Suffice to say it’s been a rough week for gold and gold mining stocks. With economic indicators and Federal Reserve officials pointing to higher interest rates at the upcoming Federal Open Market Committee (FOMC) meeting next week the US dollar index has firmed appreciably, putting downward pressure on gold.
Lending support to an interest rate hike, the ADP jobs report on Wednesday beat economists’ estimates by more than 100,000, pointing to a further reduction in the unemployment rate which is higher interest rate positive. The next major data point coming up is the official U.S. non-farm payrolls report on Friday.
Perhaps seeking to take some if not all the credit, President Trump tweeted that January and February “were the strongest consecutive months for hiring since August and September 2015.” At least some of the employment gains were in the oil and gas industry where hiring in Houston, Texas was the strongest in more than two years. According to LinkedIn, the hiring rate in Houston is up 24% since September 2016.
In the meantime, oil prices have been falling, reflecting perhaps some cheating on the part of OPEC members who had agreed to constrain global output to boosts prices. Exxon recently announced plans to divert about one-third of its drilling budget this year to U.S. shale fields because they tend to be a rapid source of cash flow. That decision supports the hypothesis that the shale oil boom in the U.S. is not over and any oil price increase will likely be met by new shale production which at the bare minimum would tend to cap prices.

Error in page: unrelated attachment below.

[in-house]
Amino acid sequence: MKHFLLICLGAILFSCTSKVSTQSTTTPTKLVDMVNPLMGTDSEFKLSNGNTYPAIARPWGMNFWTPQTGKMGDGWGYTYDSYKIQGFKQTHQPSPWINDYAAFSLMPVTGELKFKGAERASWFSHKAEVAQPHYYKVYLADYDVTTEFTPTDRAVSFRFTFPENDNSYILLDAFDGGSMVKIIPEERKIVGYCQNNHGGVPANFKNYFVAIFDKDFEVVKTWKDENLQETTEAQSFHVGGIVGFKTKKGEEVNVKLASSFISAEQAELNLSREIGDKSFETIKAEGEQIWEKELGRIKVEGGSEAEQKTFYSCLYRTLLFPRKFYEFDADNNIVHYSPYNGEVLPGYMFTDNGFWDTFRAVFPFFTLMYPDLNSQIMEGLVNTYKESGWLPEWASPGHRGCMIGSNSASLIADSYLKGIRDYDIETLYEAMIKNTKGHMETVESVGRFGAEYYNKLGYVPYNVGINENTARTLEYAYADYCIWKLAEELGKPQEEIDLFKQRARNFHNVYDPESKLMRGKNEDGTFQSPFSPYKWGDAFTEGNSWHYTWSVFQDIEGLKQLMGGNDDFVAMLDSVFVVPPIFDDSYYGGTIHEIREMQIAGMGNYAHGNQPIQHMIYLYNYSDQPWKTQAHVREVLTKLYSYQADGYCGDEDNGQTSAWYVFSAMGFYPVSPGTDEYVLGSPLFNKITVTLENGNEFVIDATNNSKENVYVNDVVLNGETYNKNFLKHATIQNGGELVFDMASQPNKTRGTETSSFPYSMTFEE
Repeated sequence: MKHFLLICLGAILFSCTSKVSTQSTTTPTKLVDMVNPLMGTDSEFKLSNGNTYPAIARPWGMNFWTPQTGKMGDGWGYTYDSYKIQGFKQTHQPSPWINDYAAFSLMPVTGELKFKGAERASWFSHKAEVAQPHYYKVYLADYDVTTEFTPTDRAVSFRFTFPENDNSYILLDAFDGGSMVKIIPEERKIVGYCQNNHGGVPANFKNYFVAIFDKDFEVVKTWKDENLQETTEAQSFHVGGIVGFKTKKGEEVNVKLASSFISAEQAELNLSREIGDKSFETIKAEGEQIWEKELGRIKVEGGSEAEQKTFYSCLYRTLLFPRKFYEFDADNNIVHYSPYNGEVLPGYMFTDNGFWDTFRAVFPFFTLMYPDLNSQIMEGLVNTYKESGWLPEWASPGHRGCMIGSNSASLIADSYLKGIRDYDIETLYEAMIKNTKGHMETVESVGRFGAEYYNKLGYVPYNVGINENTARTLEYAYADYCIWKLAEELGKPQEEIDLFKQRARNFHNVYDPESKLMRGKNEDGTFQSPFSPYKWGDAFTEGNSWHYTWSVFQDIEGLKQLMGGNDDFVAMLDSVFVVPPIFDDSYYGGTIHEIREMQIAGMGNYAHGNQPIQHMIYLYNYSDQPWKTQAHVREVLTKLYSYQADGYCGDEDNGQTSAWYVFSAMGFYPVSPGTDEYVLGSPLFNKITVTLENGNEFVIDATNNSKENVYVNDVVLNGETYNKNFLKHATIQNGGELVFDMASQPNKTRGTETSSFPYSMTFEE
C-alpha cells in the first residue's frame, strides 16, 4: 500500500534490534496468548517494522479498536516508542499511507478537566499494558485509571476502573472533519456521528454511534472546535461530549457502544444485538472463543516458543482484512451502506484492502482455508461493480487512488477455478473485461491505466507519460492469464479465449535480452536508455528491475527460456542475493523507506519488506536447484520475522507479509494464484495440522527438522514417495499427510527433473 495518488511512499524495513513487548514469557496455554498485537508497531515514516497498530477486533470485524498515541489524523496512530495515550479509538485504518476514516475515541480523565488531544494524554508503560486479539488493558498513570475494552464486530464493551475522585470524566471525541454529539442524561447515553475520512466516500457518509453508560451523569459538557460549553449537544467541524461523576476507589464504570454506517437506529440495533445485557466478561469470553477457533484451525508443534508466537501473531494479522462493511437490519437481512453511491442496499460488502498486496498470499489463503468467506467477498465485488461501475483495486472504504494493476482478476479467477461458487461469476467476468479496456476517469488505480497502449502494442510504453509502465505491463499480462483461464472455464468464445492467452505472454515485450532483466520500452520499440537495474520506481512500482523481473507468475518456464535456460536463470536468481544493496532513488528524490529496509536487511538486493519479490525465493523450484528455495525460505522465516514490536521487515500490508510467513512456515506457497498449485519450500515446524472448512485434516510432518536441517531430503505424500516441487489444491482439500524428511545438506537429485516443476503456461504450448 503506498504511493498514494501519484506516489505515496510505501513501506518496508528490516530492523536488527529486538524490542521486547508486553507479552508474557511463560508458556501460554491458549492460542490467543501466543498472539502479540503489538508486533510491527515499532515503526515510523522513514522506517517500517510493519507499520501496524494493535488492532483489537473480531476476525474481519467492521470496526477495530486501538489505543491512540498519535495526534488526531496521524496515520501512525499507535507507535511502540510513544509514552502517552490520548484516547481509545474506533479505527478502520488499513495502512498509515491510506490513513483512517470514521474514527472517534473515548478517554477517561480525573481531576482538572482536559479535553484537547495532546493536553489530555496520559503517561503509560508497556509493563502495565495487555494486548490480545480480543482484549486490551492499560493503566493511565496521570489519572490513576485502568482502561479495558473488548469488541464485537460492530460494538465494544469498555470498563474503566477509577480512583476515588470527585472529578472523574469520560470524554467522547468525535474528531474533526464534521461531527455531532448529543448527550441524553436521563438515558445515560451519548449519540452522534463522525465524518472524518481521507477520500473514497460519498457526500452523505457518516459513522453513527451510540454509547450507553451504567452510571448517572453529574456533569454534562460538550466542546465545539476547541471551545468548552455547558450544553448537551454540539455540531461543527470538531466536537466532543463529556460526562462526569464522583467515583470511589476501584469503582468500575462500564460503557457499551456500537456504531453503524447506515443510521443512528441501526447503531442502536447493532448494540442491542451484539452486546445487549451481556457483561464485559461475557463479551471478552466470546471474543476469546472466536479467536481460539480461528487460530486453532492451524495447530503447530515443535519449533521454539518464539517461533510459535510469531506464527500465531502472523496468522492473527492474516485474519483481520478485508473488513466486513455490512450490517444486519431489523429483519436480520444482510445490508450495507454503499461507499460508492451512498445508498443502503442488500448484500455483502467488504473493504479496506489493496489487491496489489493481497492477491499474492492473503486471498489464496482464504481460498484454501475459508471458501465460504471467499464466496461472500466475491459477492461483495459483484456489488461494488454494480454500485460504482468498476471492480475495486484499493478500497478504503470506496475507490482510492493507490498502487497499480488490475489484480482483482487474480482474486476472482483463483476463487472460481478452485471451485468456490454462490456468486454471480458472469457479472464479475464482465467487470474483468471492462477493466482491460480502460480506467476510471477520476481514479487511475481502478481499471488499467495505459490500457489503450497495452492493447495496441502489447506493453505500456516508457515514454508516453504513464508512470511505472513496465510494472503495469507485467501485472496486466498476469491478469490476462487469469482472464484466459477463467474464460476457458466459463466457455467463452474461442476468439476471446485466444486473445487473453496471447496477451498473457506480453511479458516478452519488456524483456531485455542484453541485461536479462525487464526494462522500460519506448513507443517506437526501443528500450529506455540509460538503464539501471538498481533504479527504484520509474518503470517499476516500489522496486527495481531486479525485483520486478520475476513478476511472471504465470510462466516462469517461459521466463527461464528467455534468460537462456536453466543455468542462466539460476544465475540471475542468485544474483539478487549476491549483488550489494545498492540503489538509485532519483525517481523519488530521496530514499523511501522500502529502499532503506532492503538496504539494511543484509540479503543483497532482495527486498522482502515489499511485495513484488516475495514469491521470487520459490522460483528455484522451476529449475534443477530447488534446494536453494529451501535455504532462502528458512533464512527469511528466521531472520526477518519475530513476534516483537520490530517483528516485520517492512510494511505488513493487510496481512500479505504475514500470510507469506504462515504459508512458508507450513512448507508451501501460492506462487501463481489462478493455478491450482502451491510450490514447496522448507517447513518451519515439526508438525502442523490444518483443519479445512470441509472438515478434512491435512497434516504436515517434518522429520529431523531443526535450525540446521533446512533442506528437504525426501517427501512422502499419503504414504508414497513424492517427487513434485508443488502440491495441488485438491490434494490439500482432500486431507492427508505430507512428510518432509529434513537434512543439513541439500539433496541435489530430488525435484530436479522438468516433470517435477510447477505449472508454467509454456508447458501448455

Following a rise in domestic inventories crude oil prices fell on Wednesday after U.S. stockpiles reportedly climbed by 8.2 million barrels of crude in the past week – four times what analysts expected. That too might have hurt gold prices because of its perceived deflationary impact on the broader economy.
While some analysts believed the probable rate hike was baked into the gold price already, market action this week suggests otherwise and we could see further weakness until the Fed decision is announced next week. Fasten your seat belts as the rough ride is probably not over yet.